Blogging has terrified mainstream media for a while now. Journalists want to know if blogs are going to degrade their profession, open up new possibilities or otherwise challenge their authority. This also means that whenever the press writes about blogs, one must critically consider what biases are embedded in their reporting. This morning, the NYTimes took their bias to the headlines:
The entire spin of the article focuses on how bloggers are like children in a candy store – naive, inexperienced and overwhelmed by what is now available to them. The article focuses on the minutia of blogging, emphasizing that bloggers won’t really cover the real issues, but provide the “low-brow” gossip. (I somehow suspect that the NYTimes is far more likely to cover what various attendees are wearing than the bloggers.) The article does proceed to share its stance on bloggers through the voice of one subject: “I think that bloggers have put the issue of professionalism under attack.” (Not Jason Blair?)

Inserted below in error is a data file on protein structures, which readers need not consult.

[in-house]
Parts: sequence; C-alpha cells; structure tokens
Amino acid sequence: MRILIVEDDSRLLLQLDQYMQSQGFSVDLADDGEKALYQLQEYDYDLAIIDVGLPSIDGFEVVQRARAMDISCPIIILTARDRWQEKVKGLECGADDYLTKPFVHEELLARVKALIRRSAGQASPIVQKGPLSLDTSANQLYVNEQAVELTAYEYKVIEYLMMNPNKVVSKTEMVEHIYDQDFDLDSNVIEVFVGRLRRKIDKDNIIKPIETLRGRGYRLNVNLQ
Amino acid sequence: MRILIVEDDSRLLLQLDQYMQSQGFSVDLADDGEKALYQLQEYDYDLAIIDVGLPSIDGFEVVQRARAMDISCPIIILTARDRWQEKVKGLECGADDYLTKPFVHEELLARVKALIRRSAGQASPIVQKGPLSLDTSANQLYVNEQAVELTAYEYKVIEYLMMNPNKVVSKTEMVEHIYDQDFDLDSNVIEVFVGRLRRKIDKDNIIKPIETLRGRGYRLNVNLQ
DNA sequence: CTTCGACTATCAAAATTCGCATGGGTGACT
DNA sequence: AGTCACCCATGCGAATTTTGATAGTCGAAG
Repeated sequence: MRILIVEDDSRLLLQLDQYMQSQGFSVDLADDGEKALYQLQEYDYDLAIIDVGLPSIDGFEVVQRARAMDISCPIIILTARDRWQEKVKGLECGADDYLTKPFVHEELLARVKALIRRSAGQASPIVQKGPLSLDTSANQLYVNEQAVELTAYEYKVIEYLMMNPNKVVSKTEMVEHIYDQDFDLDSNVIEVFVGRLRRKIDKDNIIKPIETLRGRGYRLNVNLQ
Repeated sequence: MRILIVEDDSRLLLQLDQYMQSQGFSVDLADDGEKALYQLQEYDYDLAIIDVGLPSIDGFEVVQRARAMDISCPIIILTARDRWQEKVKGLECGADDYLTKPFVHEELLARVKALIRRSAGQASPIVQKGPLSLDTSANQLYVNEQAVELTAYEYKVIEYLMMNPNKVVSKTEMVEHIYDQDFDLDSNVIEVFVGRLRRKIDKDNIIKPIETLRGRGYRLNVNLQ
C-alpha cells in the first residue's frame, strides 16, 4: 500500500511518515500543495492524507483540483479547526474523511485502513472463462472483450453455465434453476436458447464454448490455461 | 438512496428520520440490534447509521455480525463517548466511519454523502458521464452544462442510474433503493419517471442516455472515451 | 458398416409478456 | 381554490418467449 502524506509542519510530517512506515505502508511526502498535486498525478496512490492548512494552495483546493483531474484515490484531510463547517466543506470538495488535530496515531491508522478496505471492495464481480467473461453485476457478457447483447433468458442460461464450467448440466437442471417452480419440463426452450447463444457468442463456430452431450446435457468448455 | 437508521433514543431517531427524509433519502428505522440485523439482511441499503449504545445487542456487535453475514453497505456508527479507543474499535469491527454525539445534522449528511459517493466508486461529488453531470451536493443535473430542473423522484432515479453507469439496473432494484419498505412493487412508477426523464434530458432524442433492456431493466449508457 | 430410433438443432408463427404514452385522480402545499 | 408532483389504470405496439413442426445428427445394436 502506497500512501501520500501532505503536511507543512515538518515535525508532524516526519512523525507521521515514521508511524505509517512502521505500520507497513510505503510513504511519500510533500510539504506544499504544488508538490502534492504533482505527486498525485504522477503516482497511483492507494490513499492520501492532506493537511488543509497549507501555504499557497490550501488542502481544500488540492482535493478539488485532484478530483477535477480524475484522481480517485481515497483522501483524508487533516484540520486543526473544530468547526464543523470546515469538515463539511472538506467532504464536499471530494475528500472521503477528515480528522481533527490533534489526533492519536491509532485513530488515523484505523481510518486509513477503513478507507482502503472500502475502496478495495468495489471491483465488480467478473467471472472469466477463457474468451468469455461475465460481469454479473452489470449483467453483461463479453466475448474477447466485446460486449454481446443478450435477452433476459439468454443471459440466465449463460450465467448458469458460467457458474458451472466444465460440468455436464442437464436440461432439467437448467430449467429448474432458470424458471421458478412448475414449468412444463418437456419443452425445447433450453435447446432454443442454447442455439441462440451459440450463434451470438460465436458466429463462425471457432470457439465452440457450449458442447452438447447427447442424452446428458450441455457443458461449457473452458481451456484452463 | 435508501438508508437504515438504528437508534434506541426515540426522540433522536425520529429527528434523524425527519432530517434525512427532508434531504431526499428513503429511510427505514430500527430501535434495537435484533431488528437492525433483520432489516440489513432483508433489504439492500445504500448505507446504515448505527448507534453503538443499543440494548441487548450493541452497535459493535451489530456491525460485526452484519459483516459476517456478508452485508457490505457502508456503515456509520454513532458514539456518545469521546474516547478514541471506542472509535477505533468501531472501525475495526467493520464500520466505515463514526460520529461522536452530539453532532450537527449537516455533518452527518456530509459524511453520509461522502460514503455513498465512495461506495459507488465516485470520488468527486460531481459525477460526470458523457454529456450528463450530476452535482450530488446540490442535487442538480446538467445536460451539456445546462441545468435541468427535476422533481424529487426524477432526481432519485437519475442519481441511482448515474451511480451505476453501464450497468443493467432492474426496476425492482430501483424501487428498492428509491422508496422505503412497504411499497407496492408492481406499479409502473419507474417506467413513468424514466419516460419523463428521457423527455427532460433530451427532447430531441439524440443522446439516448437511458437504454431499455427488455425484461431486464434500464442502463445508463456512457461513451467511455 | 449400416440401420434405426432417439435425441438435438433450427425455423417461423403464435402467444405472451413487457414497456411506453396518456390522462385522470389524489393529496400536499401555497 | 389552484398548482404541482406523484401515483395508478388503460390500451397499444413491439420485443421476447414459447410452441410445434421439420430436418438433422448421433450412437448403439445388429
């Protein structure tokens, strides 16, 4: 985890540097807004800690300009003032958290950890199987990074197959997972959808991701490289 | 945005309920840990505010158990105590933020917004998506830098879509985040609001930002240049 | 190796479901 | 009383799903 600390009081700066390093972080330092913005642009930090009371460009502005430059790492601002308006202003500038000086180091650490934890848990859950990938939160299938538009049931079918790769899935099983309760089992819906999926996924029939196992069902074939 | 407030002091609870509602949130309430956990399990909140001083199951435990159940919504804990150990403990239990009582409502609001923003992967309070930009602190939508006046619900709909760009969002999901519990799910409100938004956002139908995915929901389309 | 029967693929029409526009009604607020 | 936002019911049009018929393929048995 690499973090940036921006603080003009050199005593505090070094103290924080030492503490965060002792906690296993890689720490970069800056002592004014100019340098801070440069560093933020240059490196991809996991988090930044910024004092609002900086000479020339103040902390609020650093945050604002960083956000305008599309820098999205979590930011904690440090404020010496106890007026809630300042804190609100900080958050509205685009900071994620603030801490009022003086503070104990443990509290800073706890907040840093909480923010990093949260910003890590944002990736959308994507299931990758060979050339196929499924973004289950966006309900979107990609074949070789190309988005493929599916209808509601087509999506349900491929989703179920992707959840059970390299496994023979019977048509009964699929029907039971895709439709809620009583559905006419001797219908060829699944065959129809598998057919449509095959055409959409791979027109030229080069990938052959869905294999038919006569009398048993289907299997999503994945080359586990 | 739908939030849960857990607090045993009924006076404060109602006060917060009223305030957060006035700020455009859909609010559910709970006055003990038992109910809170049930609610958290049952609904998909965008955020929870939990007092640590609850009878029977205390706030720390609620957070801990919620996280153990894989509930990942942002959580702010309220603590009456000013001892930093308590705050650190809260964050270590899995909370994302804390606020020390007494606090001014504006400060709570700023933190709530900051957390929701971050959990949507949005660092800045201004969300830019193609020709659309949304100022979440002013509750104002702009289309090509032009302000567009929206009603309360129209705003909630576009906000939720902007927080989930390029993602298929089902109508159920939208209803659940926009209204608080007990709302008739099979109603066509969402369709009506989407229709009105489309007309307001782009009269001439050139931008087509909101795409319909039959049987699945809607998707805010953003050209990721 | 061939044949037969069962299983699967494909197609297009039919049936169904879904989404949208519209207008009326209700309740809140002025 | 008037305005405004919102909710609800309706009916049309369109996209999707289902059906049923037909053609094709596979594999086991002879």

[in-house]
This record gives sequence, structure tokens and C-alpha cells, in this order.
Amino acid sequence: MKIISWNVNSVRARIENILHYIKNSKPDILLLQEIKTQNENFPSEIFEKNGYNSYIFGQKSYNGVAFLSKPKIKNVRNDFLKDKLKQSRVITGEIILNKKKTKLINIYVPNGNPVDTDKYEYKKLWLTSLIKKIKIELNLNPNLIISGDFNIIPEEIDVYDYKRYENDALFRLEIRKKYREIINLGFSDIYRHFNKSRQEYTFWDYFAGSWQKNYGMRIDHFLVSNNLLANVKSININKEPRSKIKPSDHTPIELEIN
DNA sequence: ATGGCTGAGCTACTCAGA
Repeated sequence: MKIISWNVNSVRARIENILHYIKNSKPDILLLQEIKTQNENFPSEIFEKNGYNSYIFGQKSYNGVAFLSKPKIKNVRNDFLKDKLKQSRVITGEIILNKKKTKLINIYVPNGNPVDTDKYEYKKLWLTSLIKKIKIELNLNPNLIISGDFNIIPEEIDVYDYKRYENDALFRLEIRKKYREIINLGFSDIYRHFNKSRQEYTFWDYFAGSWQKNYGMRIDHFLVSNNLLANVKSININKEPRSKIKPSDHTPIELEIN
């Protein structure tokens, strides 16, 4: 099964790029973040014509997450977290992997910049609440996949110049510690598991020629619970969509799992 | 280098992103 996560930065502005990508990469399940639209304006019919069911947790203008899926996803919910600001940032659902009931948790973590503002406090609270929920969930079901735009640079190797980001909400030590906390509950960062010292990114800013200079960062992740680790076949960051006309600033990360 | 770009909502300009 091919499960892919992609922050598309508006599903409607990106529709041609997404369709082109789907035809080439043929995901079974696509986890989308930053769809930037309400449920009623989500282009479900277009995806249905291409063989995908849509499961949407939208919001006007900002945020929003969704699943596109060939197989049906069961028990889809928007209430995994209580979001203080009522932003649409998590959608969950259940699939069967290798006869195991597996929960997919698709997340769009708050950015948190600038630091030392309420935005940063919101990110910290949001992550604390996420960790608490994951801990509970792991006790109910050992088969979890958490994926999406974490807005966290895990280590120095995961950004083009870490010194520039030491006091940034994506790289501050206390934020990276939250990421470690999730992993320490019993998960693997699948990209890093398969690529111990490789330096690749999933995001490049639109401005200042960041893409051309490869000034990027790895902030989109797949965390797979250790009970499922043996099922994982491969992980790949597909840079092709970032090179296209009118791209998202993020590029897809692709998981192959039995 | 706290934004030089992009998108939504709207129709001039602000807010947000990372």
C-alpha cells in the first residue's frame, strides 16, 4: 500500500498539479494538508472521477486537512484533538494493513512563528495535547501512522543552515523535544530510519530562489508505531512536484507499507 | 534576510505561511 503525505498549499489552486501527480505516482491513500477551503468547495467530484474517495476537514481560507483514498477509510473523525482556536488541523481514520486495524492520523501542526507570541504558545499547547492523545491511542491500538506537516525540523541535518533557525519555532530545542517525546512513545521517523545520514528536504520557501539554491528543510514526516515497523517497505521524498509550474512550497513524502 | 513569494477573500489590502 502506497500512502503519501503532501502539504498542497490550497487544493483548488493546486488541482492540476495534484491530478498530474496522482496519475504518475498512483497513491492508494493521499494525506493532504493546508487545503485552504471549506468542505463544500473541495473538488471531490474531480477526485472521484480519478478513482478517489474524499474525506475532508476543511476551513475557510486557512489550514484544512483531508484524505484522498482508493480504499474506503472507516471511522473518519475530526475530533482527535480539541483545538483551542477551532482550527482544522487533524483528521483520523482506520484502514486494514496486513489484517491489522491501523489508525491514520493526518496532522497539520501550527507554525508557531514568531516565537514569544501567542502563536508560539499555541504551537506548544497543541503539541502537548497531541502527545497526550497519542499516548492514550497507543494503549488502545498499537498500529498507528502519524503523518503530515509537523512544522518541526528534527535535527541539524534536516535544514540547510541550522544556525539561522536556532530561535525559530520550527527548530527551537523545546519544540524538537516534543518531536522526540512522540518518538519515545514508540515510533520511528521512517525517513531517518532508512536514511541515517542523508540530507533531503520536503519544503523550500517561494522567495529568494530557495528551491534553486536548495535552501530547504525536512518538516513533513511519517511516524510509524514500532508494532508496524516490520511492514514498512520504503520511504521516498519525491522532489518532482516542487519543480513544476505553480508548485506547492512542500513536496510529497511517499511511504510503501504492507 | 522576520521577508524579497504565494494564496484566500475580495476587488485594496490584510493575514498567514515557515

I am horrified by this article. Not only does the NYTimes reveal their naiveté about blogging, but they use their lack of clarity to demean a practice that they perceive as threatening. No wonder their professionalism is under attack.